Shares of silver and gold miner Hecla Mining (NYSE:HL) fell just shy of 13% in March, according to data from S&P Global Market Intelligence. The price move was an up-and-down affair, however, which makes complete sense when you step back and look at the big picture.
Hecla Mining's production is a mixture of metals, like most miners. Gold makes up 47% of the business and silver 34%, with the rest a mixture of zinc (13%) and lead (the remainder). However, Hecla has hitched its wagon to the silver train, actively touting itself as the largest silver producer in the United States, accounting for two-thirds of the country's total silver production. It has also tied its dividend to the price of silver. So while gold is a bigger contributor, the company is often viewed as a silver miner.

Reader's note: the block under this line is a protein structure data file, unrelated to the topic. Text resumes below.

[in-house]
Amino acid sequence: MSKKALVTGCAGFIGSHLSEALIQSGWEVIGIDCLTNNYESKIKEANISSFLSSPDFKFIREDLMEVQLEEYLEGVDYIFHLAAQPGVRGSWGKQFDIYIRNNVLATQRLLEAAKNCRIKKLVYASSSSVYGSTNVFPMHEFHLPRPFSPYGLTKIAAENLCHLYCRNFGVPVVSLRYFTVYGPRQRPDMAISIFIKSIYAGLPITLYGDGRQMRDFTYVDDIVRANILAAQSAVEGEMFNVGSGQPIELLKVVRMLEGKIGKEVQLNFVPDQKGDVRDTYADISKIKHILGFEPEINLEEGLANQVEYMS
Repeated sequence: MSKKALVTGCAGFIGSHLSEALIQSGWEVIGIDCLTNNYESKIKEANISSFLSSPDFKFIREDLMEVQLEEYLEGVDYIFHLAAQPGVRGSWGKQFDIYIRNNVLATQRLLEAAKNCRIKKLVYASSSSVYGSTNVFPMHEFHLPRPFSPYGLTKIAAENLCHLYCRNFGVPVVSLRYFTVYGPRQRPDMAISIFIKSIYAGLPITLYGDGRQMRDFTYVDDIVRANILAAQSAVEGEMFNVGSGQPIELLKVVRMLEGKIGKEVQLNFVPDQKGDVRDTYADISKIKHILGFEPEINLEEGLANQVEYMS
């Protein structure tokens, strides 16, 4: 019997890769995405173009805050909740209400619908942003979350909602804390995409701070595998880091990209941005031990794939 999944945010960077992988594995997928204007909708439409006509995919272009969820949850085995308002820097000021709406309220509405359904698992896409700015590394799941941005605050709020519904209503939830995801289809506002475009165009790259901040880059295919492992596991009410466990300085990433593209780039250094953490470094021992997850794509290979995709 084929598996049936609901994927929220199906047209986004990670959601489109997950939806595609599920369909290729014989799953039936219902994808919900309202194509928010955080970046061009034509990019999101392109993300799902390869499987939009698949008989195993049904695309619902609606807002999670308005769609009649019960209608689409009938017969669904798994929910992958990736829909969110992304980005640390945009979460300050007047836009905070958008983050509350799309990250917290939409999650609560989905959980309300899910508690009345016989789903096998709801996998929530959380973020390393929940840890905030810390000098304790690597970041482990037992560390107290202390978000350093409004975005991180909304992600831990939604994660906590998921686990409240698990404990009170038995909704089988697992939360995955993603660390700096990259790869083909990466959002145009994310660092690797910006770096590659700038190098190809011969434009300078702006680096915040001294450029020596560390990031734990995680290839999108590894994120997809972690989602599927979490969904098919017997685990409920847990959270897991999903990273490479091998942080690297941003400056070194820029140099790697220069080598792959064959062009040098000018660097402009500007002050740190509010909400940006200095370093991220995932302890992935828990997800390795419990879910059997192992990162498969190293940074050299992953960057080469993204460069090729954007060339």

In March silver prices started high, fell, rose back toward the early-month highs, and then fell again to finish the month near the lows. Gold followed a similar course, as it were, but the moves weren't as dramatic. That's not unusual, given that silver tends to be the more volatile of the two precious metals. Hecla's shares also tracked along with silver's move, as miners are generally leveraged to the price moves in the commodities they produce.
The story here is that what happened in March is exactly what you would expect, so there's really nothing to read into. Long-term investors looking at precious metals stocks like Hecla, meanwhile, should probably view it more for its diversification benefit than as a way to time commodity prices. As March showed, timing silver and gold price moves is a difficult task prone to quick reversals.